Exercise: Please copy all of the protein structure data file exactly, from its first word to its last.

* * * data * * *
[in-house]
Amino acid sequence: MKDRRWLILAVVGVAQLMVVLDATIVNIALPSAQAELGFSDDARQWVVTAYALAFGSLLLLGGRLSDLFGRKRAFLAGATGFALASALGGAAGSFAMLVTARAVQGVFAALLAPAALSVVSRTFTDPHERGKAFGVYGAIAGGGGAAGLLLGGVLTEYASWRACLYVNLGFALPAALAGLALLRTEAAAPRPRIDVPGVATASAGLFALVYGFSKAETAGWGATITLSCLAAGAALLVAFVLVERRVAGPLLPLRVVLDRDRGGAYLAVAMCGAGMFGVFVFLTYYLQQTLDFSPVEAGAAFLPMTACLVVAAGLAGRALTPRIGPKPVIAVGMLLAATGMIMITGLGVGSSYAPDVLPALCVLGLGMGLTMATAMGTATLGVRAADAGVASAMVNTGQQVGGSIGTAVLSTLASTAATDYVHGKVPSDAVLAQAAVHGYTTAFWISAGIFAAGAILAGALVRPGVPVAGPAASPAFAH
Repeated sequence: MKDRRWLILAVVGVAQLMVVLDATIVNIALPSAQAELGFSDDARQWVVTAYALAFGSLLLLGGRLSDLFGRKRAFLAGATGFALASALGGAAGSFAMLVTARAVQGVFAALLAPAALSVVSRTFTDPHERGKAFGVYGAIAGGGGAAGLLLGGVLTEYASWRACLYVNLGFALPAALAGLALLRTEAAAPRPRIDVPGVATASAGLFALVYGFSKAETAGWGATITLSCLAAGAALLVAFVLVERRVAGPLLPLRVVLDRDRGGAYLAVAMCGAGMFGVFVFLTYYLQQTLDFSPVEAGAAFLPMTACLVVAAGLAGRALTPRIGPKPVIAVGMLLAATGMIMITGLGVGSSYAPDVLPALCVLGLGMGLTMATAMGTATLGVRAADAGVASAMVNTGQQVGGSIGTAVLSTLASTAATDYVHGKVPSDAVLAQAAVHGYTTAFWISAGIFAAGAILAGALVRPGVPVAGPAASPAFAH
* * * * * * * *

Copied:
[in-house]
Amino acid sequence: MKDRRWLILAVVGVAQLMVVLDATIVNIALPSAQAELGFSDDARQWVVTAYALAFGSLLLLGGRLSDLFGRKRAFLAGATGFALASALGGAAGSFAMLVTARAVQGVFAALLAPAALSVVSRTFTDPHERGKAFGVYGAIAGGGGAAGLLLGGVLTEYASWRACLYVNLGFALPAALAGLALLRTEAAAPRPRIDVPGVATASAGLFALVYGFSKAETAGWGATITLSCLAAGAALLVAFVLVERRVAGPLLPLRVVLDRDRGGAYLAVAMCGAGMFGVFVFLTYYLQQTLDFSPVEAGAAFLPMTACLVVAAGLAGRALTPRIGPKPVIAVGMLLAATGMIMITGLGVGSSYAPDVLPALCVLGLGMGLTMATAMGTATLGVRAADAGVASAMVNTGQQVGGSIGTAVLSTLASTAATDYVHGKVPSDAVLAQAAVHGYTTAFWISAGIFAAGAILAGALVRPGVPVAGPAASPAFAH
Repeated sequence: MKDRRWLILAVVGVAQLMVVLDATIVNIALPSAQAELGFSDDARQWVVTAYALAFGSLLLLGGRLSDLFGRKRAFLAGATGFALASALGGAAGSFAMLVTARAVQGVFAALLAPAALSVVSRTFTDPHERGKAFGVYGAIAGGGGAAGLLLGGVLTEYASWRACLYVNLGFALPAALAGLALLRTEAAAPRPRIDVPGVATASAGLFALVYGFSKAETAGWGATITLSCLAAGAALLVAFVLVERRVAGPLLPLRVVLDRDRGGAYLAVAMCGAGMFGVFVFLTYYLQQTLDFSPVEAGAAFLPMTACLVVAAGLAGRALTPRIGPKPVIAVGMLLAATGMIMITGLGVGSSYAPDVLPALCVLGLGMGLTMATAMGTATLGVRAADAGVASAMVNTGQQVGGSIGTAVLSTLASTAATDYVHGKVPSDAVLAQAAVHGYTTAFWISAGIFAAGAILAGALVRPGVPVAGPAASPAFAH